Learning To Become Who We Are Is Not The Main Interest In Life

By Michael James. Michael, from Benue, Nigeria, studies at the University of Ibadan. Please read his article and leave your thoughts and comments below.

Seeing life from the perspective of what we are, rather than what we can learn to do, limits our abilities. Equipping ourselves with new developments and skills is how we make a meaningful life. We don’t really have to limit ourselves to what we are; the task and interest in life is to become not who we were not before, but a better us. We just have to think and utilize the “present”, not the past. Human beings have the ability to adapt, develop, and become anything they want. So, the focus should be to acquire what we are lacking, then become who we were not before.

The phrase “what I am” cannot be formed without issues. By issues I mean what we have passed through or acquired during our growth and development. These are what amount to form our personality and ability, which are the main points in defining a human being.

But the question still remains whether it is possible to become what we are not when we don’t even know exactly who we are? How do we find our interest in a world where we don’t know what we are?

Normally, human beings at birth are like all products that have been produced. The plan for that product is to generate something, which mean all the strategies needed to make it generate income must be planned. At birth, they say our mind is a “tabula rasa”, or blank slate, and that is exactly what we are. But the interest of life is to grow up and become an adult, which we are not yet.

In the process of life, development is what matters. The plan should be to take a step forward, to move ahead, to improve, to become emotionally stronger, to turn a poor situation around, and push beyond our limits. This is the purpose of life: not to lose oneself just to who one is. Everything that characterizes our presence should not obscure our ability to adapt, learn, and change.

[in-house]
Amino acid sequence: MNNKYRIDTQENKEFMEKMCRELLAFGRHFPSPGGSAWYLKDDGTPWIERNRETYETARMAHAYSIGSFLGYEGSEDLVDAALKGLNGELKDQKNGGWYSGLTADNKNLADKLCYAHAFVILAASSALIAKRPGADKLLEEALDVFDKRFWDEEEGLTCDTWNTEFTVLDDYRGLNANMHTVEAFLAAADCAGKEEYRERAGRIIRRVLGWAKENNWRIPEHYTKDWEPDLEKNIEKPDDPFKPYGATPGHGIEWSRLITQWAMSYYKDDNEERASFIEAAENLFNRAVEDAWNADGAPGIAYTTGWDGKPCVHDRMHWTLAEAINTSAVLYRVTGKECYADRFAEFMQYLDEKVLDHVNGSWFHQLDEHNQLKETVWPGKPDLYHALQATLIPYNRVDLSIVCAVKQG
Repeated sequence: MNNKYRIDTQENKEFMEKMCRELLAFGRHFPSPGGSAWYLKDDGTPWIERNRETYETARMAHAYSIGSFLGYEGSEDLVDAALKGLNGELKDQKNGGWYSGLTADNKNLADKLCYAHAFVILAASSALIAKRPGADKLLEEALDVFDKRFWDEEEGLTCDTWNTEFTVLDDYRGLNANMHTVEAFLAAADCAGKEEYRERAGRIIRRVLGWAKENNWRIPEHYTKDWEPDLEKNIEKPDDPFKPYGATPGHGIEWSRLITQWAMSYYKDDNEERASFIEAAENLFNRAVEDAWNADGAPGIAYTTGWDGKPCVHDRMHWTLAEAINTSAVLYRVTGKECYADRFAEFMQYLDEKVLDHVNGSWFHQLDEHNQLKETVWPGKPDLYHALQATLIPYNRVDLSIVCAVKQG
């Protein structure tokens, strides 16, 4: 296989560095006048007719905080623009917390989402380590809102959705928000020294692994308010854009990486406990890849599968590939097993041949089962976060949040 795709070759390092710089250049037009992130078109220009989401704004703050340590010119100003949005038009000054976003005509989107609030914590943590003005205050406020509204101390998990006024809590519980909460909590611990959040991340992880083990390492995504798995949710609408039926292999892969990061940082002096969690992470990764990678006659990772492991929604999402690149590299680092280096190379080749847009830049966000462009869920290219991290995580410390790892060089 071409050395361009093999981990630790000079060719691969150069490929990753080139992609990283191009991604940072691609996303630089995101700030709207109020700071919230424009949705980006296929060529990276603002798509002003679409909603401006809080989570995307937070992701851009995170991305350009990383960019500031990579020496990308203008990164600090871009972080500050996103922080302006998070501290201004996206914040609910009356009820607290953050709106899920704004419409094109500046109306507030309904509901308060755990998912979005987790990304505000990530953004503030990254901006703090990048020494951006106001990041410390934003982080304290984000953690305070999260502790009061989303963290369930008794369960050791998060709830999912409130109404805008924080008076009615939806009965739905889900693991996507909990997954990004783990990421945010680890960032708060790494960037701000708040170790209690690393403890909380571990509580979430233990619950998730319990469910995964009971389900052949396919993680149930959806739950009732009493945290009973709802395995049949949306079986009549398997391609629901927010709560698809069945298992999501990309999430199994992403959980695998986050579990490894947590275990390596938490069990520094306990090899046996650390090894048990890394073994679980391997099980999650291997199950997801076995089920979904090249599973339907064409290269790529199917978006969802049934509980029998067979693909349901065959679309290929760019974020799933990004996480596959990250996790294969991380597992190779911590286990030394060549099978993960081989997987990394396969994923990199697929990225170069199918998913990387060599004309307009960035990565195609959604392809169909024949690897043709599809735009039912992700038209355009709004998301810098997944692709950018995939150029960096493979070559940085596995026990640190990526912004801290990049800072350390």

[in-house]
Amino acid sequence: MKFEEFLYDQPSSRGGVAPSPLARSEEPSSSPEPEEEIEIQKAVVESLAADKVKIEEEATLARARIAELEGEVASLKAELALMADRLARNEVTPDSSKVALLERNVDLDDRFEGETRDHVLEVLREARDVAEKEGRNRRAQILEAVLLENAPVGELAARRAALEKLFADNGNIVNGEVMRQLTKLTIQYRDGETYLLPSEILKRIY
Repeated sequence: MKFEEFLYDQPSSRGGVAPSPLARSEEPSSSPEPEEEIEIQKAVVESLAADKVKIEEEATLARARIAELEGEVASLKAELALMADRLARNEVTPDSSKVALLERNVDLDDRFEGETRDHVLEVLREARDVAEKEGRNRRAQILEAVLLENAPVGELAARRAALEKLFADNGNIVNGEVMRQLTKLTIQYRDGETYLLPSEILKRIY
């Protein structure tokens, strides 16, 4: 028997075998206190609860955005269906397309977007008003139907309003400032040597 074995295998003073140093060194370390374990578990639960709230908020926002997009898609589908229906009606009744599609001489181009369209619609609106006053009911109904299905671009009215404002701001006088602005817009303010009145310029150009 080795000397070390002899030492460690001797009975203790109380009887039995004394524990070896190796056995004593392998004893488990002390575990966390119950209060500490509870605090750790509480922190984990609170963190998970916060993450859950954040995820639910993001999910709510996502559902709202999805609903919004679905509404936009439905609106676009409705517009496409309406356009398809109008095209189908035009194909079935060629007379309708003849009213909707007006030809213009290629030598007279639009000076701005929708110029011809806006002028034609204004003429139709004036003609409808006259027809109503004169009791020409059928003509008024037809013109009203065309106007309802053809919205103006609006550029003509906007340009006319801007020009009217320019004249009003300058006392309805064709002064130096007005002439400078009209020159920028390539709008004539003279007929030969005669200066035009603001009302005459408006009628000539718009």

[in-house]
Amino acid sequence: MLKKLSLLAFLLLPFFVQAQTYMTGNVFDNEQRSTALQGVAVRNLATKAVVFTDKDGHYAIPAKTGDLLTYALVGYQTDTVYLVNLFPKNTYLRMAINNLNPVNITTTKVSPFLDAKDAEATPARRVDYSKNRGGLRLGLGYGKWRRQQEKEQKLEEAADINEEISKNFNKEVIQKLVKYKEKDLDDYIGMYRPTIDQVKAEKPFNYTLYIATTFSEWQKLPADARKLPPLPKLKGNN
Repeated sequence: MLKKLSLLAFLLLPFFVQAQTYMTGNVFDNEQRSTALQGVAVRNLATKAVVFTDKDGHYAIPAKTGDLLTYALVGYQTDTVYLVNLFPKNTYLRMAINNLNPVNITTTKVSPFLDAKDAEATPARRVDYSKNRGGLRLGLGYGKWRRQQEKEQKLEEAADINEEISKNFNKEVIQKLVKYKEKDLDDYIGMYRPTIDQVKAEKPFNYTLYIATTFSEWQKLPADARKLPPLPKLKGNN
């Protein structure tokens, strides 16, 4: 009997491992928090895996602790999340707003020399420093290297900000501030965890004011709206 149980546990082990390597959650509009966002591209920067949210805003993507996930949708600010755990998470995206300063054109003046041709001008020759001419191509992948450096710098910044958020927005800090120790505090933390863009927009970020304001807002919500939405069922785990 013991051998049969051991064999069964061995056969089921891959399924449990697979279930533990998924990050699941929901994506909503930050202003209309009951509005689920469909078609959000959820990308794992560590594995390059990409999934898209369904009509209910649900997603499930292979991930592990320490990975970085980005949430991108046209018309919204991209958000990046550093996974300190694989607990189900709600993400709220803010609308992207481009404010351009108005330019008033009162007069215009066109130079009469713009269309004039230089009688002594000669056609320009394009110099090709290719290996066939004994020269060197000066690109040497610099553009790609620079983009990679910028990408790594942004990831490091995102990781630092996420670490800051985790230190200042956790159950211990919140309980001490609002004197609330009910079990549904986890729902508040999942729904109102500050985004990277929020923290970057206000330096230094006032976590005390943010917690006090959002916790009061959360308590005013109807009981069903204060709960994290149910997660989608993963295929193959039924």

Meanwhile, it should be noted that this argument is not based on a complete ignorance of what we are, but that what life is all about is to learn and become who you are not before. Our background or the circumstances we find ourselves, to a large extent, affect how we revolve, that is, how we change, adapt, and learn. Yet we can turn our current situations into future revenue by focusing on the opportunities, rather than the problems, attached to them. For example, a man born into a poor family may see it as a reason to work and plan better.  If he subjected himself to his situation, he would join the cyclical train of generational poverty, or alternatively, his current circumstance could help him acquire “thinking quotient”, and this will help him to think better. “What we are” brings into vision what we have done or undone, but “revolving” helps us to become who we are not, but can be, beyond what we are currently.

The past is irreversible, but the future can be planned. Nobody in life ever truly works to reverse one’s past. Rather what we are trying to do is reverse the ill luck the past can have on our future. So, our focus should be to discover or learn things that will make us become what we are not before. The best time and place to start from is where one is currently. Not necessarily from what one has. For example, a girl who wanted to become a pianist, but grew up in village, where she was not open to anything of such, can easily learn it when she gets to cities and becomes what she wants.